IT Tips & Tricks

Published 14 December 2021

The Season of the Witch

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Based on a true IT tale, this is one data migration specialist’s story of a dream job that almost turned into The Nightmare before Christmas.

Jack landed his dream job at the company he’d wanted to work for since college. Everything about it filled him with the warm fuzzies. The IT team members all seemed great, the benefits were fabulous, and the salary package was a winner. He felt as though he’d truly scored with paid time off over Thanksgiving and Christmas and Jack could barely contain his happiness. His first day on the job was going swimmingly. The building was modern, bright and fresh, his coworkers seemed friendly, and the in-house café actually served espresso. He almost wanted to pinch himself just to make sure he wasn’t dreaming. It was shaping up to be one of the best holiday seasons ever. Jack was already daydreaming about snow activities with the kids, the decorated house, a huge family turkey-dinner, a crackling log fire and the scent of pine. Jack truly embodied the season of joy. And then, boom! His first meeting with the IT Director burst his bubble and put an end to it all.

The harsh reality of Jack’s new gig set in. He knew they had already started a data migration. The IT Director explained that they had run into some “minor” snags. Jack says that for some reason, when he heard that, it made him think of the old Donovan song and the lyrics started a repetitive loop in his head: “You’ve got to pick up every stitch, Must be the season of the witch.” Anyway, Jack had been brought on board as the new migration manager. He had a reputation for remarkable attention to detail.

Joining a project mid-way can be tricky.

The IT director informed Jack that his eye for detail would be in heavy demand, as the primary objective of the migration was to get all customer data migrated over to the new operations support systems. And, apparently, a dash of speed would be appreciated by the boss and the higher-ups.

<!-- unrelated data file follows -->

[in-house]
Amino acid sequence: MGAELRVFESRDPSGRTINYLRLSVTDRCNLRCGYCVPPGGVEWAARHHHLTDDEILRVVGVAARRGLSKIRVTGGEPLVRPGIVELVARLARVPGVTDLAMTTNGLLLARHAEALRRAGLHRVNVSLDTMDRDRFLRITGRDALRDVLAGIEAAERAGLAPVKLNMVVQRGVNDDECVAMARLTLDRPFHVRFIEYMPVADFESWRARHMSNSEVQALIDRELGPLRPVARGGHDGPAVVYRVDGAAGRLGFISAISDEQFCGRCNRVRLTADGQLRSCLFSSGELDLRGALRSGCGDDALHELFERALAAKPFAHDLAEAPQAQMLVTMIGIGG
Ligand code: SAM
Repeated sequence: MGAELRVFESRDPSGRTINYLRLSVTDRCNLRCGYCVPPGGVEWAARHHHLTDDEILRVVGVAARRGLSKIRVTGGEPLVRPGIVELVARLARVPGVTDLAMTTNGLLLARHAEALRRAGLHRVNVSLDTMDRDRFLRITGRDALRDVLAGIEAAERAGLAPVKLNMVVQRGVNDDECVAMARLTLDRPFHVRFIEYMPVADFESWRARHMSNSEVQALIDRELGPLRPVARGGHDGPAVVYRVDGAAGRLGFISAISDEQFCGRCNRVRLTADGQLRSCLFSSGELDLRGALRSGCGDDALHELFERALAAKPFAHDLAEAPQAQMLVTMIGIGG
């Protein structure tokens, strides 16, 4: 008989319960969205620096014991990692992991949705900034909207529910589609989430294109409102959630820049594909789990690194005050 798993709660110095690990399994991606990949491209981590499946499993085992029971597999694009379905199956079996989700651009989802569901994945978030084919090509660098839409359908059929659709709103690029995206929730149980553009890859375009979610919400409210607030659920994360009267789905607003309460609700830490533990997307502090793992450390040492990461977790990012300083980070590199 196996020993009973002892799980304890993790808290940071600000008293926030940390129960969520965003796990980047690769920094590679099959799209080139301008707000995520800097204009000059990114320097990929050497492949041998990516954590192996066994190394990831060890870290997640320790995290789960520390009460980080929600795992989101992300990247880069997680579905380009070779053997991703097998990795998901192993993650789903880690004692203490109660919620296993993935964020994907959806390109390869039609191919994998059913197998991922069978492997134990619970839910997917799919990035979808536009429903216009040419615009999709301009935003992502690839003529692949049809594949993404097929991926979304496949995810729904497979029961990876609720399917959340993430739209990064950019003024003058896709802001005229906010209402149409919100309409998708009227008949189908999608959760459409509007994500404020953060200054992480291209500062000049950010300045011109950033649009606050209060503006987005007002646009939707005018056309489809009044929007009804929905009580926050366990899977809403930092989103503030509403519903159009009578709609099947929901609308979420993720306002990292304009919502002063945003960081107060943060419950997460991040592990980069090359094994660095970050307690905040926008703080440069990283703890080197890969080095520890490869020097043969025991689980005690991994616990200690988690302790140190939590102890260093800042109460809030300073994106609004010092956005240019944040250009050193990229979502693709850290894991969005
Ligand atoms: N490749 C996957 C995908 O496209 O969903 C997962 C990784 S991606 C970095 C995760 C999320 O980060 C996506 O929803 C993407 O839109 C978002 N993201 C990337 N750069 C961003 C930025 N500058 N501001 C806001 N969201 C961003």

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Don’t let a data migration derail your holiday plans.

To be fair, Jack knew that joining a project mid-way could be tricky, so the first task he set for himself was to understand the key deliverables and the plan for delivery. He reviewed the plan and was a little puzzled that there was no mention of any activity for managing the quality of the data they were migrating. The customer data was being moved from a number of systems which were being run on obsolete software that did not have the functionality required to meet the needs of a more modern, fast-paced customer-focused organization. But there were no measures to ensure it was of good operational quality and that it met the needs of the new system.

Suddenly, it looked like all that lovely paid-time-off over the holidays was about to evaporate like mist in the sun. Jack knew that his wife and kids would not be happy. Maybe it was not going to be the season of joy, after all.

In hindsight, Jack laughs that it felt increasingly like the season of the witch, as she dug her bony, icy fingers into him. Jack says it was that realization that literally stopped him in his tracks. He thought about it for a moment. Was he going to simply accept what seemed to be inevitable? No, he decided. No, he was not. If he was going to go down, he was going down fighting. So, what could he do to get through this migration as fast as possible ? Keeping his new job and spending time with the family over the holidays became a huge motivating factor for Jack.

Perceive the Problem

The best solutions begin with accurately identifying the problem. First, Jack summarized the issues he was faced with.

  • The data coming out of the old systems may not contain all the fields needed to run the new system. This meant the new system might not work as effectively as planned and may even generate errors.
  • If he filled the extra fields with dummy data, the cost of correction could increase by anything from 4x to 10x. Jack didn’t want that happening on his first project at his dream job. It would be way more effective to get it right before migrating.